Villages Razed in Sudan’s South Kordofan
Thousands flee to mountains, fearing Sudanese attacks, as Al Jazeera finds homes burnt down and crops destroyed.
Thousands of people in the Sudanese border region of South Kordofan have fled their homes to the nearby mountains, fearing attacks by Sudanese forces that have left entire villages devastated.
Al Jazeera’s Peter Greste gained access to the remote region and documented evidence of villages and crops destroyed and spoke to people who said they had abandoned their homes out of fear that they would be killed if they stayed.
Sudan’s army has been accused of deliberately targeting civilians in South Kordofan during a months-long military campaign that has included air raids and allegations of soldiers razing villagers.
The government in Khartoum blames separatist fighters of the Sudan People’s Liberation Movement-North (SPLM) for the violence, and says the group is aligned with South Sudan, which achieved independence last year.
"What do you expect if the Khartoum government murders, rapes and bombs its civilians? I think it is a right in international law, for a people whose government has betrayed them, to defend themselves"
- Mukesh Kapila, former UN humanitarian co-ordinator for Sudan
But some South Kordofan residents accuse Sudanese forces of launching an intentional campaign to bomb and starve them, while the United Nations accuse Sudan’s government of blocking food and aid deliveries to the region. Aid groups have also warned of the risk of famine there.
"The only thing I and my children can do is to stay in these caves. If we go out, we’ll be killed," Halima Kuku, a villager whose family sought shelter in a cave in the Nuba mountains, told Al Jazeera.
"Right now I’m hungry. I have nothing in my stomach and when I see the way my children and I are, it makes me cry," Awaida Kuwa, another villager, said.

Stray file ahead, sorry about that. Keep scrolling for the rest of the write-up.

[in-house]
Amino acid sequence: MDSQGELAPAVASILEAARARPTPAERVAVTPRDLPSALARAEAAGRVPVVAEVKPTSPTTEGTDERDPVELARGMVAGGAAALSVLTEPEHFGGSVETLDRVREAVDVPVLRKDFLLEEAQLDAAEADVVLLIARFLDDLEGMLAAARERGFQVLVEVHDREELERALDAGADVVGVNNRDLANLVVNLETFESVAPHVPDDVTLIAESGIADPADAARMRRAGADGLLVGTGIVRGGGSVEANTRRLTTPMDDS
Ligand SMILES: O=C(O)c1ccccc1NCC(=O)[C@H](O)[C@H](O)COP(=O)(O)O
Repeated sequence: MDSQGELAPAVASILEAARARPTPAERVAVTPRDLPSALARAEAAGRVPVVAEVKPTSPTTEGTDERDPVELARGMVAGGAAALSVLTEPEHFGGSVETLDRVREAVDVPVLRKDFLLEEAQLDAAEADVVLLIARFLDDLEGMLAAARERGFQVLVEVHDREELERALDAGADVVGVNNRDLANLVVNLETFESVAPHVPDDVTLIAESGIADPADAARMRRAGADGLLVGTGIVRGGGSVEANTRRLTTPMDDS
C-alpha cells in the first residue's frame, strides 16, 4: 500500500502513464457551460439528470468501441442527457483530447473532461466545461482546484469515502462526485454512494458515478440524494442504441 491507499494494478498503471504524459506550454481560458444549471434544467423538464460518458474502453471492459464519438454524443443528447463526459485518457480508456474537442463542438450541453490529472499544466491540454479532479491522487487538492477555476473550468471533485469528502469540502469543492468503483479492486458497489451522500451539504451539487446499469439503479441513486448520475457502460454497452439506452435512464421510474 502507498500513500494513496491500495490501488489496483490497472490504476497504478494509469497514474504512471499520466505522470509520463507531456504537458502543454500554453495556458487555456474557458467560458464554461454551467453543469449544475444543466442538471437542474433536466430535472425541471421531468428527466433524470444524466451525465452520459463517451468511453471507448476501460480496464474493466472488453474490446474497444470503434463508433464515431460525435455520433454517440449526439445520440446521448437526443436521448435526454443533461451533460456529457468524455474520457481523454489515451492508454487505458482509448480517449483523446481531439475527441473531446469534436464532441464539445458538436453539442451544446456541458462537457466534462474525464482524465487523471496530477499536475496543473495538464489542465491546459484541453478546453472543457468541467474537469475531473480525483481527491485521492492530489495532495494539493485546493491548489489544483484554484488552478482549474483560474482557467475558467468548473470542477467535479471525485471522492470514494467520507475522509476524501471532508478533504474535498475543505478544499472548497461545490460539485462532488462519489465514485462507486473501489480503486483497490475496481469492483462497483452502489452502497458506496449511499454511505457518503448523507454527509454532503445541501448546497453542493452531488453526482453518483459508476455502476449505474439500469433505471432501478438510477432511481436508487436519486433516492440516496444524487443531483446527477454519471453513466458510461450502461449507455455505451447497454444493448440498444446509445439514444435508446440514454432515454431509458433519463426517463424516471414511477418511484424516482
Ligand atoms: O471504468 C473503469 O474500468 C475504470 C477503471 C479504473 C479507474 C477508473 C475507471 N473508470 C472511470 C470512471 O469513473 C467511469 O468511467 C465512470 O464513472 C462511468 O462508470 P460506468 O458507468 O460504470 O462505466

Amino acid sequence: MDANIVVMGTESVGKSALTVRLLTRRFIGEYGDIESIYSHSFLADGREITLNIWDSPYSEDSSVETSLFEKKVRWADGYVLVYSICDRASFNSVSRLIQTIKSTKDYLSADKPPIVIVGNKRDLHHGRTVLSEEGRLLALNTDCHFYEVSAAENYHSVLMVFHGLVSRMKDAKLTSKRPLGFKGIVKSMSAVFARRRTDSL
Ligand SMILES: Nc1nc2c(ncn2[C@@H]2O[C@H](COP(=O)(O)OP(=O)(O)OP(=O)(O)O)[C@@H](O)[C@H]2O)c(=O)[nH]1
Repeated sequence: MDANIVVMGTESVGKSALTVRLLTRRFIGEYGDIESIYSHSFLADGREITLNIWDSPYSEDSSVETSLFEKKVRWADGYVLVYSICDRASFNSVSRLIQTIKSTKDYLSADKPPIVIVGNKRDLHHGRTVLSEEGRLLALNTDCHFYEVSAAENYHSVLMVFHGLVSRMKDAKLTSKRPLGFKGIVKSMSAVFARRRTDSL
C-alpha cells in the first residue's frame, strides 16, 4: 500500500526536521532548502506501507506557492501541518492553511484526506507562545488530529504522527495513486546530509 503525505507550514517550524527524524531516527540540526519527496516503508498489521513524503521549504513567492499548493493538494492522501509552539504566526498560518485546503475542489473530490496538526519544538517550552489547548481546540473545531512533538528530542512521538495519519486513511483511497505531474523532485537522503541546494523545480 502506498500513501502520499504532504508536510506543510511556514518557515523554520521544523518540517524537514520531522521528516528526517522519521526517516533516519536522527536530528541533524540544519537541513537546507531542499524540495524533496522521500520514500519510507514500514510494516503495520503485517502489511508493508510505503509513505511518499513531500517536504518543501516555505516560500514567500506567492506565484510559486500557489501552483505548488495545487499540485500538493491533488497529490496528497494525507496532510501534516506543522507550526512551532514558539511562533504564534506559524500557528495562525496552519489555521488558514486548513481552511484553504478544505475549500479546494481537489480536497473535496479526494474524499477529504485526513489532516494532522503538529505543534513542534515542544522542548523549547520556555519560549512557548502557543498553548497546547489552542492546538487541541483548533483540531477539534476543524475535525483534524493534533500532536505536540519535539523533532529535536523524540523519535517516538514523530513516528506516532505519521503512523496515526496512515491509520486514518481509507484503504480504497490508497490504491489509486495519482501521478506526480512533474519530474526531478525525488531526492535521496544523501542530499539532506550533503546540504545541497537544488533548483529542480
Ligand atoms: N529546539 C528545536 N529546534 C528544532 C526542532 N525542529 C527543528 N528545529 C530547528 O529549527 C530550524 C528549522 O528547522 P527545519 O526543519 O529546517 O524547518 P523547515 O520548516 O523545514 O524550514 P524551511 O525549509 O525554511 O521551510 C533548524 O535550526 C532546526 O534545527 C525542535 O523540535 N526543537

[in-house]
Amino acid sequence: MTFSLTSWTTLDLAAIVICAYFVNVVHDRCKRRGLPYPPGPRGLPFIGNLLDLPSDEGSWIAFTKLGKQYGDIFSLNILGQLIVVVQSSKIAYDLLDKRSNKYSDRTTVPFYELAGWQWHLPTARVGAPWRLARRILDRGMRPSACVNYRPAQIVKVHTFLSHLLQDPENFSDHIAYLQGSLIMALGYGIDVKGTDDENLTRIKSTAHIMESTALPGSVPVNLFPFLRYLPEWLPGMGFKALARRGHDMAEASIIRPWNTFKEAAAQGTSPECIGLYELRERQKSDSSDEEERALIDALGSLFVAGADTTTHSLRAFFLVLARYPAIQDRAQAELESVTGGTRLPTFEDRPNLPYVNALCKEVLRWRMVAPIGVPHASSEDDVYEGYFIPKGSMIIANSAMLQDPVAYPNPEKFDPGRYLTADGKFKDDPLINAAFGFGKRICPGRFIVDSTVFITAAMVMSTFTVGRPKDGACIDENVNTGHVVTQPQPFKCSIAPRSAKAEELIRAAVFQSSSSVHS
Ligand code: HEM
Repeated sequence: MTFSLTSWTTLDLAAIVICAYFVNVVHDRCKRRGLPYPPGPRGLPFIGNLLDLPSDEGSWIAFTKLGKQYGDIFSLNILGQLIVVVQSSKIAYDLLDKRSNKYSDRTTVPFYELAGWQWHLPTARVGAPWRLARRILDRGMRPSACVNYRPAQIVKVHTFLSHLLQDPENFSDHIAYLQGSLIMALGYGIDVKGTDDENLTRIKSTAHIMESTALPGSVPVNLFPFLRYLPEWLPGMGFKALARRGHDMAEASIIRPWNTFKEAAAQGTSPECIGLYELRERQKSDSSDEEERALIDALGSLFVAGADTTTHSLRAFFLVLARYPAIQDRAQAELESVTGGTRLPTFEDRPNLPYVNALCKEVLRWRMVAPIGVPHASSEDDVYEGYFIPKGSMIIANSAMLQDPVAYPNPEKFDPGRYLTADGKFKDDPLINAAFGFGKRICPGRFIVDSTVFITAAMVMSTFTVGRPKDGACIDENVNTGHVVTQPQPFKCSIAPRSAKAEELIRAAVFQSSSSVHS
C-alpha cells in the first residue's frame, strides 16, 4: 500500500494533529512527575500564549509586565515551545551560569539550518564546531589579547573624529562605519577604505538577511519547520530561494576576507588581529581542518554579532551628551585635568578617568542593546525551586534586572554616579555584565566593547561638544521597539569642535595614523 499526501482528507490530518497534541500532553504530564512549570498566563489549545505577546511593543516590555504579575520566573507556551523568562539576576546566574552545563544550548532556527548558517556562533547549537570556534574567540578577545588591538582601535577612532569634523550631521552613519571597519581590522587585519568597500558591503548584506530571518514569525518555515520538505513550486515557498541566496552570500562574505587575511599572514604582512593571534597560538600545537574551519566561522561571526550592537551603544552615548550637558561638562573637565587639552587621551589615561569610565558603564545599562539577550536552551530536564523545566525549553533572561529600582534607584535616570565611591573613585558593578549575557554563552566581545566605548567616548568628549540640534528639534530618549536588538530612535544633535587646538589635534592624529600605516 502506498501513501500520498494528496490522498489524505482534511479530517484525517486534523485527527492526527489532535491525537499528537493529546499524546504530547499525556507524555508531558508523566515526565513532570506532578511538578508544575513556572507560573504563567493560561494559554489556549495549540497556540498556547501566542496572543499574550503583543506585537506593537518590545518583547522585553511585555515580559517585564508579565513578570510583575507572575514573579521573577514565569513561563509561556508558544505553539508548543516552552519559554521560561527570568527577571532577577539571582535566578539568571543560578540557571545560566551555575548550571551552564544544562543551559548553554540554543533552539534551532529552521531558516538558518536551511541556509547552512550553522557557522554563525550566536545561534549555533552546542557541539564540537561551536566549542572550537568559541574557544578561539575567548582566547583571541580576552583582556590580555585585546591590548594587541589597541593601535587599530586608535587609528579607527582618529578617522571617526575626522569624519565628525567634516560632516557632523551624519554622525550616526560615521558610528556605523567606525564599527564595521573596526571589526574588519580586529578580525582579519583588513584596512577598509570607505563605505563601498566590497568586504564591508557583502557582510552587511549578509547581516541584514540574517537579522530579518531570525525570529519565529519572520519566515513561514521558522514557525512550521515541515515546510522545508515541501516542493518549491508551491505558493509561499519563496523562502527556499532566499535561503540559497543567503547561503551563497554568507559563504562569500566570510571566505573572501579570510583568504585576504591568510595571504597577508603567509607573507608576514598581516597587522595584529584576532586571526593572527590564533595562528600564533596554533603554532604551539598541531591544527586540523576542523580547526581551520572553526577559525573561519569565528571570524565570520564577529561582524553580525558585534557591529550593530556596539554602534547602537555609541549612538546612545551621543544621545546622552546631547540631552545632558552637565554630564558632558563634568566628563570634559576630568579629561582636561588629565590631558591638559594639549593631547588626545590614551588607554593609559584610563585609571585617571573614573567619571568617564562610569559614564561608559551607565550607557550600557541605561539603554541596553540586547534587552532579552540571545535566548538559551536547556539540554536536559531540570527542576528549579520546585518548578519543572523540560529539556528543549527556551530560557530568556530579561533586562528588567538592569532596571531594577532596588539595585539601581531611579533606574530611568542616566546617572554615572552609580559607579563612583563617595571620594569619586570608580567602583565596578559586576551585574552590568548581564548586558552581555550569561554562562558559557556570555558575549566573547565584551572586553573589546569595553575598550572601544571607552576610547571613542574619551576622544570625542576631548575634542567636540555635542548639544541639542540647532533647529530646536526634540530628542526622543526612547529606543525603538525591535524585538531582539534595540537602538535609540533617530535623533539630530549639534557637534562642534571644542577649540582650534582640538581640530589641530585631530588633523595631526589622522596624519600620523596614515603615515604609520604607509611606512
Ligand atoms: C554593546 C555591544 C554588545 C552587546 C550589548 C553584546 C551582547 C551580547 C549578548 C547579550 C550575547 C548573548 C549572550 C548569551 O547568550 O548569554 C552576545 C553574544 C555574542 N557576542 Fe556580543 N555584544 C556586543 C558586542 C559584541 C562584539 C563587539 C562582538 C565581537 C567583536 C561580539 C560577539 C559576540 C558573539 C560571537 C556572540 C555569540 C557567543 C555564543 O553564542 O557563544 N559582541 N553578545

Greste, reporting from South Kordofan, said: "What is concerning is the attempts to drive a lot of the African tribes off their lands and to deprive them of resources."
In Bram, which used to be an administrative centre of about 5,000 people, Al Jazeera found a ghost town.
"A few months ago, the Sudanese army came through here and all the villagers fled into the mountainside," Greste reported from the town.
"The army destroyed every building. They set fire to each home. They burned the crops, the grain stores. They destroyed the lot."
Sudan blames SPLM
Speaking to Al Jazeera on Sunday, Rabie Abdul Atti, an adviser to Sudan’s information minister, denied reports that the army was attacking the region.
"What is now running in southern Kordofan is actually an attack by the SPLM and now we are [retaliating by] killing the forces of the SPLM," he said.
"This is actually our jurisdiction - our area - and I don’t think our government is doing such things. The attacks are by the SPLM and the atrocities are committed by them. These accusations and allegations should be directed to them," Abdul Atti said.
Fighting between Sudan’s armed forces and the Sudan People’s Liberation Movement-North began in South Kordofan last June.
SPLM is one of a number of rebel movements in the volatile border area between Sudan and South Sudan who say they are fighting to overthrow Sudanese President Omar Hassan al-Bashir.
"Of course there is a confrontation between the SPLM and the Sudanese government," Mukesh Kapila, the former UN humanitarian co-ordinator for Sudan told Al Jazeera on Sunday.
"What do you expect if the Khartoum government murders, rapes and bombs its civilians? Then do you expect the people of the region to take it and enjoy it themselves?
"I think it is a right in international law, for a people whose government has betrayed them, to defend themselves," he said.
Kapila said he saw evidence of genocide and crimes against humanity on a trip to the area this month. He said the Khartoum government had "no right to be attacking women and children indiscriminately" and called for further investigation into what was taking place there.
"There seems to be a growing body of international pressure on the Sudanese government," Al Jazeera’s Greste said.
"They still need to give way to allow a lot of the aid agencies to bring desperately needed food and medical supplies into this region. We saw people up in the hills who are absolutely starving."
Sudan has given only limited access to the UN and foreign aid agencies since the fighting started, prompting the US and activists to warn of a looming famine.
The UN estimates that about 300,000 people in the region might starve if they do not get help. It also says more than 400,000 people have been displaced by the ongoing violence.
"Until there is significant political changes and concessions it’s very difficult to see how any aid agencies can do the job that they need to do here," Greste said.
Original article: Al-Jazeera